Even today, in our modern world, when we hear of wicked people going into churches and shooting up the place, murdering innocent people in cold blood, it is hard to even see God’s work, much less wonder if there is any good at all in those scenes. It tears our hearts out, it hurts us, it frightens us, as we try to come to grips with those events. It is even harder if we have to explain it to a child.
In those times, it is really REALLY tough for us to see God in any of those events.
But I wonder…what is the REAL question that we should be asking?
Think back to other stories in the Bible, besides Uzzah being struck dead for touching the Ark of the Covenant or John the Baptist’s beheading for telling King Herod the truth about his new wife. There are plenty of other events in which God’s work included the slaughter of innocents.
Remember the first Passover, when Moses warned Pharaoh that the last plague on Egypt would be on his head? Then the Angel of Death took the first-born of every house in Egypt that didn’t have the blood of a lamb spread over the threshold. Lots of innocent Egyptian children died that night.
Remember when the original Herod, King Herod the Great, discovered that the wise men had deceived him? They didn’t return to tell Herod the Great where the newborn king of the Jews was, so Herod ordered the slaughter of all Jewish male children under the age of two, just to make sure Jesus was eliminated. More innocent children slaughtered.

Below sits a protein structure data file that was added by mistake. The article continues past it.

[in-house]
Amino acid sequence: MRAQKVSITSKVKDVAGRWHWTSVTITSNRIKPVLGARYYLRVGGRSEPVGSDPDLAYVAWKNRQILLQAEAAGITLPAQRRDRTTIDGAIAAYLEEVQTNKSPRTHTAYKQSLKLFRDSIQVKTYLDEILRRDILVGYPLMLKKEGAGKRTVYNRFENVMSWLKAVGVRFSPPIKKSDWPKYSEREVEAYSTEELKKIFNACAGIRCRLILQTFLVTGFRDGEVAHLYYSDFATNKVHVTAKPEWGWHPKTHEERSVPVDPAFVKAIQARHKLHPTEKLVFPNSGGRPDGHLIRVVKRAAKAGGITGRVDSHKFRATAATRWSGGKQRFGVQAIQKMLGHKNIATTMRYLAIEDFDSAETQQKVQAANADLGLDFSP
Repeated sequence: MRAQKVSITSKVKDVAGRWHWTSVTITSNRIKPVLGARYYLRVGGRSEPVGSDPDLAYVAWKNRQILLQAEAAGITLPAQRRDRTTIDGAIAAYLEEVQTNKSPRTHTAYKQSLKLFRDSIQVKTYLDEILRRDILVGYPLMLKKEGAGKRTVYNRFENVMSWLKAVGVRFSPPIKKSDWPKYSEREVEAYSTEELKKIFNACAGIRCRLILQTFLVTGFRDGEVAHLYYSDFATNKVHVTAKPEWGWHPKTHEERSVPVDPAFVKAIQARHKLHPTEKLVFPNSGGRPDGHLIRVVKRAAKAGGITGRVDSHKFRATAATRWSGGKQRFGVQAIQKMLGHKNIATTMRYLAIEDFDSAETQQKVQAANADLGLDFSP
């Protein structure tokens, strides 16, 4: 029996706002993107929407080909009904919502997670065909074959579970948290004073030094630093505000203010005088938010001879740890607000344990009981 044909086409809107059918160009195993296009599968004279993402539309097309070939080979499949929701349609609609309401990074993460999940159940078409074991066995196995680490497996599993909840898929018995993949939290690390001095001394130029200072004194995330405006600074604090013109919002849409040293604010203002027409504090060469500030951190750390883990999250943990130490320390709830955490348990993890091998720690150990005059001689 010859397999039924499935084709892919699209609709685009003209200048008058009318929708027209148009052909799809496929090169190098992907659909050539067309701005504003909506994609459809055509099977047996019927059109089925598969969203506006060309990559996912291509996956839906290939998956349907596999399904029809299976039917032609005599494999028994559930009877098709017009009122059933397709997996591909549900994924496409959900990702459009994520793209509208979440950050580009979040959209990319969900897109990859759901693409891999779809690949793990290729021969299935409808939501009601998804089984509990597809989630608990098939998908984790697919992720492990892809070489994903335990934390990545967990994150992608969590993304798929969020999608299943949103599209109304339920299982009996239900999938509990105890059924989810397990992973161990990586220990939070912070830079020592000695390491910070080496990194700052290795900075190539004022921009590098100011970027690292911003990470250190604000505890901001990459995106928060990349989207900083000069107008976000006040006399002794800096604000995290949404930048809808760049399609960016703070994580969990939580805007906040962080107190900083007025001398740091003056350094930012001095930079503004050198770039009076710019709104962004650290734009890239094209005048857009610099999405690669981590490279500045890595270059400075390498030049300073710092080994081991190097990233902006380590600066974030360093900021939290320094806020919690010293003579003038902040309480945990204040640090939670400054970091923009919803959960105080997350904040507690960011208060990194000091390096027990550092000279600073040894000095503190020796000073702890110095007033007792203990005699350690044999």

And let’s not forget the ultimate slaughter of an innocent: the torturous death of our Savior, Jesus Christ, who was crucified on our behalf and yet had no sin of his own.
We know this…but we sure don’t like it.
It raises very hard questions…including the real question that is always there, but which we never want to face:
Can we maintain faith even when God’s work doesn’t look good in OUR eyes?
We don’t know everything. Sometimes we find out later on, but often we NEVER find out all the details –
- or the implications
- or the clear will of God…
as God works out how our lives will be, how God’s will is to be done on this earth.
We don’t get to know everything. Often that is why faith is so hard to hold onto. Faith involves trust…and sometimes it’s hard to trust when everything our eyes can behold is bad!
Yet hold on we must. Even if we let go for a while, others should hold on to faith for us until we are ready again.
It’s hard to have faith, especially when God’s work is poorly understood by us…when God’s work doesn’t look good to us.
That’s really hard.